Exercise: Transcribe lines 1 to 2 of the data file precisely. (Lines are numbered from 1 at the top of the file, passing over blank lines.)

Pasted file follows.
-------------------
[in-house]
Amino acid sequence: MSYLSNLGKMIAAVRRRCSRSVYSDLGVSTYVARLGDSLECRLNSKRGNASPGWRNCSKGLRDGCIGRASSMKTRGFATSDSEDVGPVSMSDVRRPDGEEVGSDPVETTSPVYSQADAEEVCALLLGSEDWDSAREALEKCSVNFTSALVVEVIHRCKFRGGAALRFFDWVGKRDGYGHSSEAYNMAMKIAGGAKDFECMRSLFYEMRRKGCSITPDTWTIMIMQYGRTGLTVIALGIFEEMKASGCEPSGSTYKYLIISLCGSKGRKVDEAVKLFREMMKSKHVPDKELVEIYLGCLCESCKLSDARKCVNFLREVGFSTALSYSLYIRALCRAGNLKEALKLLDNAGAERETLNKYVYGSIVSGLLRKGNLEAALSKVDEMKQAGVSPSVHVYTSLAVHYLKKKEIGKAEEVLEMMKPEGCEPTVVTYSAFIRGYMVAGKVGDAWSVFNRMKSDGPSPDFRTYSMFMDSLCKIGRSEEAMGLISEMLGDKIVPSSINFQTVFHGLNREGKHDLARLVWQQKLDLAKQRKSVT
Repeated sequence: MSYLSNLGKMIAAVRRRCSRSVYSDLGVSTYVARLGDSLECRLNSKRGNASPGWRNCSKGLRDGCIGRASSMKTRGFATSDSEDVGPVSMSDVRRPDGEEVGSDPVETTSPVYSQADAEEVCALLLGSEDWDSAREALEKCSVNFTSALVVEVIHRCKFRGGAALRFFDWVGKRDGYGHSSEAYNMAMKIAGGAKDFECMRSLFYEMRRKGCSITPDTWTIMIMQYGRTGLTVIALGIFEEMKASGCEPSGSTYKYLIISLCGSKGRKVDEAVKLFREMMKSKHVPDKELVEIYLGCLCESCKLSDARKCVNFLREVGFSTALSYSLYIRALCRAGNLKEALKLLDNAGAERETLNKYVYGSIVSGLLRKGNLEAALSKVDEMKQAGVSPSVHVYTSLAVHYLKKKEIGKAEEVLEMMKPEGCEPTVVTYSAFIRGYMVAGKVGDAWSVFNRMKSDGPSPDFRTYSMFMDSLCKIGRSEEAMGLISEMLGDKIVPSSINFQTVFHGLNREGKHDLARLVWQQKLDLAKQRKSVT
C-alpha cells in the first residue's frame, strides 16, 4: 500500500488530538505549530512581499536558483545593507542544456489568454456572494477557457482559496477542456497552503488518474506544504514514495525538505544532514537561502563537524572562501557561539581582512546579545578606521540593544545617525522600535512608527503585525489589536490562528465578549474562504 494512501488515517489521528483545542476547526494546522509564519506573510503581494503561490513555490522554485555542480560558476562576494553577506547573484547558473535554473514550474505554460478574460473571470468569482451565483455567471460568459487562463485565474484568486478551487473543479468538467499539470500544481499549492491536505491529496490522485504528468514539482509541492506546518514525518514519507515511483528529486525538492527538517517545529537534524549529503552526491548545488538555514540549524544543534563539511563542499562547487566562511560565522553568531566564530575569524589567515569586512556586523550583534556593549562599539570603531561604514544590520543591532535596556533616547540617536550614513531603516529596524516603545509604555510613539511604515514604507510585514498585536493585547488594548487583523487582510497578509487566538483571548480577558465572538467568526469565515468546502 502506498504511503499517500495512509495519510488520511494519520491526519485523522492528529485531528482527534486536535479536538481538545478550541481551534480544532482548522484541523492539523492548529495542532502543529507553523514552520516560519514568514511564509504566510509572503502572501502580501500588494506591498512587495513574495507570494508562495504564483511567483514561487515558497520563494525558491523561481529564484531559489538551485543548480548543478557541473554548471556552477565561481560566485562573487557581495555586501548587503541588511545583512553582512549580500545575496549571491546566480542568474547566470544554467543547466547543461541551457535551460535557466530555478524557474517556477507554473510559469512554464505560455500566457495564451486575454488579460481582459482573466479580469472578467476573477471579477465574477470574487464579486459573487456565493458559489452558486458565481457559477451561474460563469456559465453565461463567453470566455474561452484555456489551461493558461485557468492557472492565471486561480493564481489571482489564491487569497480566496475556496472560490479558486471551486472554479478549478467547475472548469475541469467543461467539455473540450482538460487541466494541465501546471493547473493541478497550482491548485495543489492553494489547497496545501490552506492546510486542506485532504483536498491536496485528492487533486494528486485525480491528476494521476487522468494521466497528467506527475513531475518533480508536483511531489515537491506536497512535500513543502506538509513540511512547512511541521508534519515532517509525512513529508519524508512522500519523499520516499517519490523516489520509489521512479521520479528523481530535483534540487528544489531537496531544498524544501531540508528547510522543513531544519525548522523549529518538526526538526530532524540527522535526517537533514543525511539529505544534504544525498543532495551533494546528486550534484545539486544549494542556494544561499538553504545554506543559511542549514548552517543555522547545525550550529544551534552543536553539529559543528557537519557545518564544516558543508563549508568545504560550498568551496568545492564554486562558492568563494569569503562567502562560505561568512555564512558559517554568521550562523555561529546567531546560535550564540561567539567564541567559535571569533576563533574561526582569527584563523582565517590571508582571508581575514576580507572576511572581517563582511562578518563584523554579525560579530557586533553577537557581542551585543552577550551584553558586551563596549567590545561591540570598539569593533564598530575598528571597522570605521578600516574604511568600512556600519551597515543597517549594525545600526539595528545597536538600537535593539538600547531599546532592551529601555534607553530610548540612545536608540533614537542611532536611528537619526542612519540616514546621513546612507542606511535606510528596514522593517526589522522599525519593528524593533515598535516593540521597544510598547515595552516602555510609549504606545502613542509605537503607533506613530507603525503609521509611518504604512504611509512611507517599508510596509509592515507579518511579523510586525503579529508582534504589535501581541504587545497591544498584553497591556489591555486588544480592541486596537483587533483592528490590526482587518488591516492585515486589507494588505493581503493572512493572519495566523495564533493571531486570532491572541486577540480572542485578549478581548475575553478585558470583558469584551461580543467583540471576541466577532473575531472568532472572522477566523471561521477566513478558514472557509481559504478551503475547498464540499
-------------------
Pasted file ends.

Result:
[in-house]
Amino acid sequence: MSYLSNLGKMIAAVRRRCSRSVYSDLGVSTYVARLGDSLECRLNSKRGNASPGWRNCSKGLRDGCIGRASSMKTRGFATSDSEDVGPVSMSDVRRPDGEEVGSDPVETTSPVYSQADAEEVCALLLGSEDWDSAREALEKCSVNFTSALVVEVIHRCKFRGGAALRFFDWVGKRDGYGHSSEAYNMAMKIAGGAKDFECMRSLFYEMRRKGCSITPDTWTIMIMQYGRTGLTVIALGIFEEMKASGCEPSGSTYKYLIISLCGSKGRKVDEAVKLFREMMKSKHVPDKELVEIYLGCLCESCKLSDARKCVNFLREVGFSTALSYSLYIRALCRAGNLKEALKLLDNAGAERETLNKYVYGSIVSGLLRKGNLEAALSKVDEMKQAGVSPSVHVYTSLAVHYLKKKEIGKAEEVLEMMKPEGCEPTVVTYSAFIRGYMVAGKVGDAWSVFNRMKSDGPSPDFRTYSMFMDSLCKIGRSEEAMGLISEMLGDKIVPSSINFQTVFHGLNREGKHDLARLVWQQKLDLAKQRKSVT